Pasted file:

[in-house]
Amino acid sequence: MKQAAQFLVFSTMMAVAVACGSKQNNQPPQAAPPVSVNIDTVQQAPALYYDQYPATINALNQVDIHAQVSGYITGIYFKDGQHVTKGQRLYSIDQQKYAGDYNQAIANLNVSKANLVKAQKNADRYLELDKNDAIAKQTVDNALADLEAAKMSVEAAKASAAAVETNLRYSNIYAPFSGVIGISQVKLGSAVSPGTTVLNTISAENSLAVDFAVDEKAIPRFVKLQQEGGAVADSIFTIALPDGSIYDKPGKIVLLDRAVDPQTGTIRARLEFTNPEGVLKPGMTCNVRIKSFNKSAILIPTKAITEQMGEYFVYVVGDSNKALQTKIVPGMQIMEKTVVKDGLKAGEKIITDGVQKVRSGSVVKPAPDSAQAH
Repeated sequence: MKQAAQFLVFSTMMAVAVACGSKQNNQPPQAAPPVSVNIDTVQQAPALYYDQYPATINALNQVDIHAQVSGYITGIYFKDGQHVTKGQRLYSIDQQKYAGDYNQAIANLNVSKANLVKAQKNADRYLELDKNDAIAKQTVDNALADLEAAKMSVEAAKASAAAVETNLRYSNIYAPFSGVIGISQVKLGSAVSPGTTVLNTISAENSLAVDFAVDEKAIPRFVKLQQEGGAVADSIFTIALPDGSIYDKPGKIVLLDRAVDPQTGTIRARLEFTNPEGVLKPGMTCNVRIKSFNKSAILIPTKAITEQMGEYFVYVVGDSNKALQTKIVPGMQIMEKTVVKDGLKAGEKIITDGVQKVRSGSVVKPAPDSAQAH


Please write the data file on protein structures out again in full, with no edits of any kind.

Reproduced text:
[in-house]
Amino acid sequence: MKQAAQFLVFSTMMAVAVACGSKQNNQPPQAAPPVSVNIDTVQQAPALYYDQYPATINALNQVDIHAQVSGYITGIYFKDGQHVTKGQRLYSIDQQKYAGDYNQAIANLNVSKANLVKAQKNADRYLELDKNDAIAKQTVDNALADLEAAKMSVEAAKASAAAVETNLRYSNIYAPFSGVIGISQVKLGSAVSPGTTVLNTISAENSLAVDFAVDEKAIPRFVKLQQEGGAVADSIFTIALPDGSIYDKPGKIVLLDRAVDPQTGTIRARLEFTNPEGVLKPGMTCNVRIKSFNKSAILIPTKAITEQMGEYFVYVVGDSNKALQTKIVPGMQIMEKTVVKDGLKAGEKIITDGVQKVRSGSVVKPAPDSAQAH
Repeated sequence: MKQAAQFLVFSTMMAVAVACGSKQNNQPPQAAPPVSVNIDTVQQAPALYYDQYPATINALNQVDIHAQVSGYITGIYFKDGQHVTKGQRLYSIDQQKYAGDYNQAIANLNVSKANLVKAQKNADRYLELDKNDAIAKQTVDNALADLEAAKMSVEAAKASAAAVETNLRYSNIYAPFSGVIGISQVKLGSAVSPGTTVLNTISAENSLAVDFAVDEKAIPRFVKLQQEGGAVADSIFTIALPDGSIYDKPGKIVLLDRAVDPQTGTIRARLEFTNPEGVLKPGMTCNVRIKSFNKSAILIPTKAITEQMGEYFVYVVGDSNKALQTKIVPGMQIMEKTVVKDGLKAGEKIITDGVQKVRSGSVVKPAPDSAQAH